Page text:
7. Working with Dental Office Documents

Working with Dental Office Documents

LEARNING OUTCOMES

• Define glossary terms.

• Define HIPAA.

• Describe how to implement HIPAA regulations in the dental office record management system.

• Identify the types of records maintained in a dental office.

• Categorize the various types of records.

• Distinguish between active and inactive records.

• List the components of a clinical record.

• Describe the function of the components of a clinical record.

• Explain the rules for data entry on patient records.

• Explain the use of symbols and abbreviations in clinical records.

• List the components of patient financial records.

• Identify various types of records required by the Occupational Safety and Health Administration (OSHA) that must be maintained in a dental office.

• Identify the various types of employee records.

• Explain the importance of maintaining accurate records.

• Describe methods of records retention and transfer

Although every dental professional dreams of a paperless office, an office cannot operate without records. Thus when reality strikes one generally concludes that it is not possible to achieve this longed-for dream. There is also the human nature side of a potential paperless office. Some dentists could easily manage with a totally paperless office and yet there are those who must have a paper record to hold onto for each activity.

The dental office is inundated with a plethora of records and forms, all needed as part of the total dental business practice. These records are kept so that the people in the office can refer to the information later or use it to complete another task. A records management system will help store and retrieve records efficiently and keep the files current. The administrative assistant is required to maintain clinical, financial, employee, state, and federal records. Failure to perform any of these tasks can be a costly experience for the dental practitioner. Therefore, the administrative assistant who can pay routine special attention to detail in maintaining all types of records becomes an immeasurable asset to the dental practice.

HEALTH INSURANCE PORTABILITY AND ACCOUNTABILITY ACT

The Health Insurance Portability and Accountability Act (HIPAA) of 1996, which became effective immediately in the medical community but did not affect dentistry until April 2003, has significantly affected the dental profession in a number of ways.

Administrative simplification provisions of the Health Insurance Portability and Accountability Act of 1996 (HIPAA) have affected the dental profession. These provisions require national standards for electronic healthcare transactions. Dentists who transmit health information in an electronic transaction are required to use a standard format. Plans and providers who do not use electronic standards can use the Employee Retirement Security Act (ERISA) healthcare clearinghouse to comply with the requirement. Providers’ paper transactions are not subject to this requirement. Primarily the most affected area in the dental office is the area of transmission of dental claim forms, which is reviewed in Chapter 14. However, as one begins to study the management of patient records, the impact of privacy is one of primary concern.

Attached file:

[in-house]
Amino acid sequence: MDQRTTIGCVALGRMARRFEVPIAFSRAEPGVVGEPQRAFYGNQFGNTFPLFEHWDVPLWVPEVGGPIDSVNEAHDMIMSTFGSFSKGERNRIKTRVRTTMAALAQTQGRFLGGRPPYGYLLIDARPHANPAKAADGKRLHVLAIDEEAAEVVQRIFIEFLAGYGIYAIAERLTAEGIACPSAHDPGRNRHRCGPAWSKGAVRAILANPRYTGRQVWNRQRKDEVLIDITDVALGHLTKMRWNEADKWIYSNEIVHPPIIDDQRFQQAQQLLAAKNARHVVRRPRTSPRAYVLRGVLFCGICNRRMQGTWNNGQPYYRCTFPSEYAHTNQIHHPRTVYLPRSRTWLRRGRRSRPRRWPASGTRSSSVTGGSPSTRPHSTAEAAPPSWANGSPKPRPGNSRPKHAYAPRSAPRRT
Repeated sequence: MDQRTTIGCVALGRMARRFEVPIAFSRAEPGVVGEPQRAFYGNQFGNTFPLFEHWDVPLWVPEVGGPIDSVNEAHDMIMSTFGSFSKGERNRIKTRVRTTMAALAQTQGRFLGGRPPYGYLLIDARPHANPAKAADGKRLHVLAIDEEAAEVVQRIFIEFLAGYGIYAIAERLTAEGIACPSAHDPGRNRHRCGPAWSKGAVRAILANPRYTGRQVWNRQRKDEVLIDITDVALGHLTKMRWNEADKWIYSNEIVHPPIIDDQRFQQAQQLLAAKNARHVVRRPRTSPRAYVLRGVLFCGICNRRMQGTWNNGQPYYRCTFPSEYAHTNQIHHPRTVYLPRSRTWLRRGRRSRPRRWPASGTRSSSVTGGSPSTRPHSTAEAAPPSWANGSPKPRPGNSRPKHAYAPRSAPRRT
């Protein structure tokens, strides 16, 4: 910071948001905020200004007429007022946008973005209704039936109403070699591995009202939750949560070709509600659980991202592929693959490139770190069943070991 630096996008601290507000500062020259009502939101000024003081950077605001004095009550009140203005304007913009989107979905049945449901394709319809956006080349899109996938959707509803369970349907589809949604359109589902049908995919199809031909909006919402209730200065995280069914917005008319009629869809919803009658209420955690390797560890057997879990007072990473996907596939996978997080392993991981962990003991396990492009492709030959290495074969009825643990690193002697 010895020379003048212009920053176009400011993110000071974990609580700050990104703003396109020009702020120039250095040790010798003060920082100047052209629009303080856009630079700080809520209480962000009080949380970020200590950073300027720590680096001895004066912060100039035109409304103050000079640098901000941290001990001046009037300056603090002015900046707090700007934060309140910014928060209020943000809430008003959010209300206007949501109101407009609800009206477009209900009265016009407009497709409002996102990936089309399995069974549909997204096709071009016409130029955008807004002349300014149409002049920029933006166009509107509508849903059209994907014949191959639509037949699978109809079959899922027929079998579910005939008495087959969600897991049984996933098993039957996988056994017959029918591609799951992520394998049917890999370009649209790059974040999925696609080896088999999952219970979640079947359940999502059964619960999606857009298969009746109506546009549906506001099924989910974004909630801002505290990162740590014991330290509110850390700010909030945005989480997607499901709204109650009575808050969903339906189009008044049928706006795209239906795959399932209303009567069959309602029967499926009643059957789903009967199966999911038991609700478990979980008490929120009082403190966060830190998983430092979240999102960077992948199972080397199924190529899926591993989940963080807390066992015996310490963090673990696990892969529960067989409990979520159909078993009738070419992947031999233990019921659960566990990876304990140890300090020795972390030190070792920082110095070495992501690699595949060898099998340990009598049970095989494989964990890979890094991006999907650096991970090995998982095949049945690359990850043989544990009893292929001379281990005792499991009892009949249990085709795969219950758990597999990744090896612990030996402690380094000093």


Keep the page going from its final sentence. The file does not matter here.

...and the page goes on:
HIPAA laws may seem daunting at first. However, the purpose is to protect and enhance patient rights; therefore, it is a positive action because everyone is a patient at one time or another. Protecting health information is the right thing to do, and it promotes safe practice for everyone on the dental team, especially the patient. It is also good risk management, helping each dental professional to prevent potential litigation. Security regulations, which the Department of Health and Human Services released under HIPAA, were conceived to protect electronic patient health information. Protected patient health information is anything that ties a patient’s name or Social Security number to that person’s health, health care, or payment for health care, such as radiographs, charts, or invoices. Each dental professional should become familiar with state as well as federal laws, as these laws are often more stringent than federal laws.

The American Dental Association (ADA) and most state dental associations have done an excellent job of providing its members with the necessary tools for the implementation of HIPAA. The ADA and state dental associations as well as many dental office stationers provide a HIPAA Security Tool Kit as shown in Figure 7-1. This kit contains most of the forms needed for privacy practices, including the following:

• The Notice of Privacy Practices form (Figure 7-2) presents information that the dental professional is required to give patients regarding the office’s privacy practices. This form may need to be changed to reflect the dental practice’s particular privacy polices or stricter state laws. The name of the practice may be on the notice, and it must be given to each patient at the date of the first service. In addition, the notice may be posted in a clear and prominent location in the office that is visible to any patient seeking service. Boxes 7-1 and 7-2 provide checklists for managing the privacy and security of patient records.

• Acknowledgement of Receipt of Notice of Privacy Practices (see Figure 7-3 on p. 100) is the form the patient signs to acknowledge that he or she has received a copy of the Notice of Privacy Practices. If the patient refuses to sign the form, the administrative assistant can indicate that an attempt was made to have the patient sign in the in-office section on the form. The patient may also opt to sign a separate refusal form that may then be placed in the record.